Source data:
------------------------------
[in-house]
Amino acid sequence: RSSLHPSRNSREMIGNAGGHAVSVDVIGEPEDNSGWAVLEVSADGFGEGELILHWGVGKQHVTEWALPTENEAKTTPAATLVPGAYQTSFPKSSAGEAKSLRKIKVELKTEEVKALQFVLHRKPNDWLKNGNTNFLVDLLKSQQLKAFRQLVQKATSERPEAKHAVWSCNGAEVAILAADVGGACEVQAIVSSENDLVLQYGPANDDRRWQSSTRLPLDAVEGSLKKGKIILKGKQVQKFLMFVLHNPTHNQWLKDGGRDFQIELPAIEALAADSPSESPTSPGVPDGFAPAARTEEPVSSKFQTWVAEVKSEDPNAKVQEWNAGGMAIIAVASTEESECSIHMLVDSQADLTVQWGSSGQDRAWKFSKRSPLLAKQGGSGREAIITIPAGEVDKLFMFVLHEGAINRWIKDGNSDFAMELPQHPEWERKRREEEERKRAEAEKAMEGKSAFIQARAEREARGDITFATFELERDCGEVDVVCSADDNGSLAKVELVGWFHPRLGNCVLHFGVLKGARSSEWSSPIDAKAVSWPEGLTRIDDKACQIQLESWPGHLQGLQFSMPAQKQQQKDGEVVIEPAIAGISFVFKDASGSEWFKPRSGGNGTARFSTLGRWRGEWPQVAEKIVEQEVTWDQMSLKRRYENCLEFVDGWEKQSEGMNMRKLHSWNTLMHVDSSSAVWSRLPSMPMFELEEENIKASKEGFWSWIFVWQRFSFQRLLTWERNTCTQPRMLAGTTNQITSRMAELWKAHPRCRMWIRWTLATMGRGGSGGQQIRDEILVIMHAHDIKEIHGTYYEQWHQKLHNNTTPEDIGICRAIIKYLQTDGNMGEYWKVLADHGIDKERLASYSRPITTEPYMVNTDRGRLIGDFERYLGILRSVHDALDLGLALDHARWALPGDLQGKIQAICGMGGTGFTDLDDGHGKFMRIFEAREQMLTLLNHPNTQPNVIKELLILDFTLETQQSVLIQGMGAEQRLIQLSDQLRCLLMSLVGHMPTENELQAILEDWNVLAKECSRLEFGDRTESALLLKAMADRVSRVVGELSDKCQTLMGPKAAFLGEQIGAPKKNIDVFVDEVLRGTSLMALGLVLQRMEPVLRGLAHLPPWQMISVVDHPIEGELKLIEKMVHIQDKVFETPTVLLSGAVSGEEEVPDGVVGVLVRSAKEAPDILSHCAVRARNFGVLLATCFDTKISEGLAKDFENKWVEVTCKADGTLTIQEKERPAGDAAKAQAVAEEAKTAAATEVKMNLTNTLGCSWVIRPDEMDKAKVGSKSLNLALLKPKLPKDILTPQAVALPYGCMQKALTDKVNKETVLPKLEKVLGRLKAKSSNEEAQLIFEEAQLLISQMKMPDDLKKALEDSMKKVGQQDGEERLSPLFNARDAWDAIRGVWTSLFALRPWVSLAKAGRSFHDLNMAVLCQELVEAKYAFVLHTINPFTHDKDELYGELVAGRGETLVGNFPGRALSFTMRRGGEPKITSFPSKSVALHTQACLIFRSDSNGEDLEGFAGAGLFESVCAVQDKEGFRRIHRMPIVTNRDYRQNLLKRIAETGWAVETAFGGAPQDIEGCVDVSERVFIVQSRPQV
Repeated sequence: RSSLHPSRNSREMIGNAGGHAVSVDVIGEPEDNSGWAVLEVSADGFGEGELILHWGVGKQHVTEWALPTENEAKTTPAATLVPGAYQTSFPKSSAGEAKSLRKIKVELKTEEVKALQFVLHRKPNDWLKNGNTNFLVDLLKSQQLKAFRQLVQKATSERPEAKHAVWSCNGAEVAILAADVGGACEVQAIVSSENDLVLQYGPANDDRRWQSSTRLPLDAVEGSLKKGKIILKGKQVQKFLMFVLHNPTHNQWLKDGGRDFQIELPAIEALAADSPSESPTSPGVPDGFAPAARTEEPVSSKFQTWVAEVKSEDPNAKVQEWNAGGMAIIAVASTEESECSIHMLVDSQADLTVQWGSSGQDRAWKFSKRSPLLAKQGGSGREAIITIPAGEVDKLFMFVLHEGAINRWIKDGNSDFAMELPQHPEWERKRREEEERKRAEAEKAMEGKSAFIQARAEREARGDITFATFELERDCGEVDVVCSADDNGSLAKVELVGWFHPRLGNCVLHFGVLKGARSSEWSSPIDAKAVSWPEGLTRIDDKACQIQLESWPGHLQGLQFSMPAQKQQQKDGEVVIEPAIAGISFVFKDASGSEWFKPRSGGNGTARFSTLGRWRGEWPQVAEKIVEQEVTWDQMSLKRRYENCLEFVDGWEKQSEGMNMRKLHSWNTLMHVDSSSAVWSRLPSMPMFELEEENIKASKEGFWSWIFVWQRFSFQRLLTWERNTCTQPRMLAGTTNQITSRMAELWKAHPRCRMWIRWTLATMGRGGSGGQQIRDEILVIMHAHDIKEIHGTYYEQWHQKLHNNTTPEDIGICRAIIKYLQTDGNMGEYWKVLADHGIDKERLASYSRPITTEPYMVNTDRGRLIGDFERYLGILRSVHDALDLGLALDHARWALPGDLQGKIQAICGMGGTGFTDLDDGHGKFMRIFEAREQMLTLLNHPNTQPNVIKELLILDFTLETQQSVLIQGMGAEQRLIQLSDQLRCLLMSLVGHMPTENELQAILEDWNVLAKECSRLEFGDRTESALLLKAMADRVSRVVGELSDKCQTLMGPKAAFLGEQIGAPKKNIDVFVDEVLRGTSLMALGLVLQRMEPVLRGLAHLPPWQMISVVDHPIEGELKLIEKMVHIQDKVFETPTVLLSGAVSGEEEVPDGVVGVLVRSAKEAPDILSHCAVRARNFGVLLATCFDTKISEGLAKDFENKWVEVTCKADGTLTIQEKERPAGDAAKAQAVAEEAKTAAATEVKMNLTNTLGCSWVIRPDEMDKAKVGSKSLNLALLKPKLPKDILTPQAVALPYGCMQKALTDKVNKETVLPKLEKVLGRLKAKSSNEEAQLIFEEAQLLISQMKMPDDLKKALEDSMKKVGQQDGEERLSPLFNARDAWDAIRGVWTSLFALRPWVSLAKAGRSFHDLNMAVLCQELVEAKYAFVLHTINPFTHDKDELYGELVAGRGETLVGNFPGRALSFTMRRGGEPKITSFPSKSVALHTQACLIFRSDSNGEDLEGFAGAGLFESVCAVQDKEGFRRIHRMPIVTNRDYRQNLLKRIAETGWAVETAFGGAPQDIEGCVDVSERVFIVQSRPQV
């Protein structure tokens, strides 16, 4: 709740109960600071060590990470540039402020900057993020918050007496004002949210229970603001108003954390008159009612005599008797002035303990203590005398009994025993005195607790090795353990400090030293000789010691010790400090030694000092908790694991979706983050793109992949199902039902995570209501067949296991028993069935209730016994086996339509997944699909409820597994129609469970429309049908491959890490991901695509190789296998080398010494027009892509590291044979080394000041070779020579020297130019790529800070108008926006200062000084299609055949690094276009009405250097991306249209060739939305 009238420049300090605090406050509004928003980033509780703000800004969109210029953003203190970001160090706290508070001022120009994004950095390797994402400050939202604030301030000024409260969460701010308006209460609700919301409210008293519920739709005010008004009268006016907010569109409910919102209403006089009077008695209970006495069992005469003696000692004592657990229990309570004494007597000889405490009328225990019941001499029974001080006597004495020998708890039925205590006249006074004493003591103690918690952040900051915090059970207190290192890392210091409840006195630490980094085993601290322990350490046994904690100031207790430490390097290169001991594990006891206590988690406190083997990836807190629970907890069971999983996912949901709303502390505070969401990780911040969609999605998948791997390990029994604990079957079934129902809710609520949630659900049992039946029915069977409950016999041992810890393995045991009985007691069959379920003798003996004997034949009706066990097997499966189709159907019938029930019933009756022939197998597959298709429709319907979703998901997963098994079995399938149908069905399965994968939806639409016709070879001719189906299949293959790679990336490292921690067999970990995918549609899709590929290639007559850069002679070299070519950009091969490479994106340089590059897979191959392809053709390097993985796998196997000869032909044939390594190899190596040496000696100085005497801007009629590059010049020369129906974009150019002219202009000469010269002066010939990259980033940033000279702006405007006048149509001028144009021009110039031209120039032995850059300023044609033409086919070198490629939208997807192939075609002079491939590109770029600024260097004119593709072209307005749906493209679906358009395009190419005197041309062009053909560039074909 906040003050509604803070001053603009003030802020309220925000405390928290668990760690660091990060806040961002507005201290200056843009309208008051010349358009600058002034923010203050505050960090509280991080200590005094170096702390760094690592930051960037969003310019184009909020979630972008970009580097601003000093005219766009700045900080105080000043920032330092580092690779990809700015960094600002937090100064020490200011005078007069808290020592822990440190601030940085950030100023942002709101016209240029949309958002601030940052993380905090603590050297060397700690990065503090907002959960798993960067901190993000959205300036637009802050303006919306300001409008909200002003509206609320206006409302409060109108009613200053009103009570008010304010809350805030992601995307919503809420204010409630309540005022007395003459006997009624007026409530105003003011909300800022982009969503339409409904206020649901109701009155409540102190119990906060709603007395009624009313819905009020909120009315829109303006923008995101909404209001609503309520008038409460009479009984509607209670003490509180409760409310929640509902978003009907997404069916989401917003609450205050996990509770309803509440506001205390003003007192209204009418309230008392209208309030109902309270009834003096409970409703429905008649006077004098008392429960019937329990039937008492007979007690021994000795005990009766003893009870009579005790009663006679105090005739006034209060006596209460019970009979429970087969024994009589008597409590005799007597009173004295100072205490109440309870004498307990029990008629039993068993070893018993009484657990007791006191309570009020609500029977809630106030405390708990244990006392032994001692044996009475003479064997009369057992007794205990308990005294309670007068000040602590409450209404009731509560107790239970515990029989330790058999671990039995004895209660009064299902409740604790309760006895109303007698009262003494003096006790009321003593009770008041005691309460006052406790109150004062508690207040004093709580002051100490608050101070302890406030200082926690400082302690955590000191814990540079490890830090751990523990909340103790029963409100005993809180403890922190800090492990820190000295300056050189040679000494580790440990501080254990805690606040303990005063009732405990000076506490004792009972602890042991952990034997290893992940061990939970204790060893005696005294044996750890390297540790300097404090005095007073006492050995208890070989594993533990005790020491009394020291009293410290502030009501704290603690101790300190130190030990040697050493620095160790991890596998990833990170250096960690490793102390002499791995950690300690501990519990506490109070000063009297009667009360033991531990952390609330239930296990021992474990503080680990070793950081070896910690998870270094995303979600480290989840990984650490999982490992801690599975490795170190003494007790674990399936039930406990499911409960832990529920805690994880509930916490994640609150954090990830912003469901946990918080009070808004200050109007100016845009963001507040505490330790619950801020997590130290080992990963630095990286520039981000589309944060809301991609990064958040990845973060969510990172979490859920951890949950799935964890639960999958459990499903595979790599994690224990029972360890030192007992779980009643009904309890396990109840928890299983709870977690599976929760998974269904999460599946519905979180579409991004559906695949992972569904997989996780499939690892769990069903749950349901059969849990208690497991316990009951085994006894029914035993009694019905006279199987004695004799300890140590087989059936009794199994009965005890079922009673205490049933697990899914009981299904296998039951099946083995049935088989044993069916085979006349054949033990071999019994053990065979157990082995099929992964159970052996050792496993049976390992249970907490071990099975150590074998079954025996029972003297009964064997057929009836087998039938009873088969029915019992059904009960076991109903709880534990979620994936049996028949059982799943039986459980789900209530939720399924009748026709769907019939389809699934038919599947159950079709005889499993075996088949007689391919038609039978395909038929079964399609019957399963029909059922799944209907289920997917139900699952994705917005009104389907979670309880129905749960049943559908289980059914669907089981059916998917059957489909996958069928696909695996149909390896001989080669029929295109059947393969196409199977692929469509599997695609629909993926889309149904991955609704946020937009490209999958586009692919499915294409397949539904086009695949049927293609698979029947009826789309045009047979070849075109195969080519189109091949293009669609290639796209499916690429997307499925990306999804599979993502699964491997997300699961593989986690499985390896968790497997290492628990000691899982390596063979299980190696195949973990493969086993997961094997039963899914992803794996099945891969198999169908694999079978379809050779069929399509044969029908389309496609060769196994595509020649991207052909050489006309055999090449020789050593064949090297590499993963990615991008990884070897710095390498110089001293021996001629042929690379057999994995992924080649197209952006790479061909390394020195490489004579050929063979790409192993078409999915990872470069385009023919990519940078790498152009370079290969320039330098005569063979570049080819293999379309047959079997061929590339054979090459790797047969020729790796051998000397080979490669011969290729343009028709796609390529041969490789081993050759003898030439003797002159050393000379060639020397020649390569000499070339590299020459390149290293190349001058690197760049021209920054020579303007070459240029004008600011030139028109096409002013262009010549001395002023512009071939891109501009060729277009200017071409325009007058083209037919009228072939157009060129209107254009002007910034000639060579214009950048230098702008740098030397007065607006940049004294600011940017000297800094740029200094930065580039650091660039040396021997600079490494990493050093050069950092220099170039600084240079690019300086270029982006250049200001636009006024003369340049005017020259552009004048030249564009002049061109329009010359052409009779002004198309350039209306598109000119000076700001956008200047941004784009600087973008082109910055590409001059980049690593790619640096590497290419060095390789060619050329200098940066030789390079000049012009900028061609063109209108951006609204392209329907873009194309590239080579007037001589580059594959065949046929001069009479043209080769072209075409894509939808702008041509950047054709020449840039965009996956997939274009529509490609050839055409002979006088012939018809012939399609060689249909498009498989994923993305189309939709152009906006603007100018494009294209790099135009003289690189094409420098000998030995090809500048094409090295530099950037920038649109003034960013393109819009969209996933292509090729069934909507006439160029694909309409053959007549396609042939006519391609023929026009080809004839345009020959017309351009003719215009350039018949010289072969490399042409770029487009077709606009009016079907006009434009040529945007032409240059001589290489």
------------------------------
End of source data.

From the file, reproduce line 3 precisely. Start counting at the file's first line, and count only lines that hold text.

Repeated sequence: RSSLHPSRNSREMIGNAGGHAVSVDVIGEPEDNSGWAVLEVSADGFGEGELILHWGVGKQHVTEWALPTENEAKTTPAATLVPGAYQTSFPKSSAGEAKSLRKIKVELKTEEVKALQFVLHRKPNDWLKNGNTNFLVDLLKSQQLKAFRQLVQKATSERPEAKHAVWSCNGAEVAILAADVGGACEVQAIVSSENDLVLQYGPANDDRRWQSSTRLPLDAVEGSLKKGKIILKGKQVQKFLMFVLHNPTHNQWLKDGGRDFQIELPAIEALAADSPSESPTSPGVPDGFAPAARTEEPVSSKFQTWVAEVKSEDPNAKVQEWNAGGMAIIAVASTEESECSIHMLVDSQADLTVQWGSSGQDRAWKFSKRSPLLAKQGGSGREAIITIPAGEVDKLFMFVLHEGAINRWIKDGNSDFAMELPQHPEWERKRREEEERKRAEAEKAMEGKSAFIQARAEREARGDITFATFELERDCGEVDVVCSADDNGSLAKVELVGWFHPRLGNCVLHFGVLKGARSSEWSSPIDAKAVSWPEGLTRIDDKACQIQLESWPGHLQGLQFSMPAQKQQQKDGEVVIEPAIAGISFVFKDASGSEWFKPRSGGNGTARFSTLGRWRGEWPQVAEKIVEQEVTWDQMSLKRRYENCLEFVDGWEKQSEGMNMRKLHSWNTLMHVDSSSAVWSRLPSMPMFELEEENIKASKEGFWSWIFVWQRFSFQRLLTWERNTCTQPRMLAGTTNQITSRMAELWKAHPRCRMWIRWTLATMGRGGSGGQQIRDEILVIMHAHDIKEIHGTYYEQWHQKLHNNTTPEDIGICRAIIKYLQTDGNMGEYWKVLADHGIDKERLASYSRPITTEPYMVNTDRGRLIGDFERYLGILRSVHDALDLGLALDHARWALPGDLQGKIQAICGMGGTGFTDLDDGHGKFMRIFEAREQMLTLLNHPNTQPNVIKELLILDFTLETQQSVLIQGMGAEQRLIQLSDQLRCLLMSLVGHMPTENELQAILEDWNVLAKECSRLEFGDRTESALLLKAMADRVSRVVGELSDKCQTLMGPKAAFLGEQIGAPKKNIDVFVDEVLRGTSLMALGLVLQRMEPVLRGLAHLPPWQMISVVDHPIEGELKLIEKMVHIQDKVFETPTVLLSGAVSGEEEVPDGVVGVLVRSAKEAPDILSHCAVRARNFGVLLATCFDTKISEGLAKDFENKWVEVTCKADGTLTIQEKERPAGDAAKAQAVAEEAKTAAATEVKMNLTNTLGCSWVIRPDEMDKAKVGSKSLNLALLKPKLPKDILTPQAVALPYGCMQKALTDKVNKETVLPKLEKVLGRLKAKSSNEEAQLIFEEAQLLISQMKMPDDLKKALEDSMKKVGQQDGEERLSPLFNARDAWDAIRGVWTSLFALRPWVSLAKAGRSFHDLNMAVLCQELVEAKYAFVLHTINPFTHDKDELYGELVAGRGETLVGNFPGRALSFTMRRGGEPKITSFPSKSVALHTQACLIFRSDSNGEDLEGFAGAGLFESVCAVQDKEGFRRIHRMPIVTNRDYRQNLLKRIAETGWAVETAFGGAPQDIEGCVDVSERVFIVQSRPQV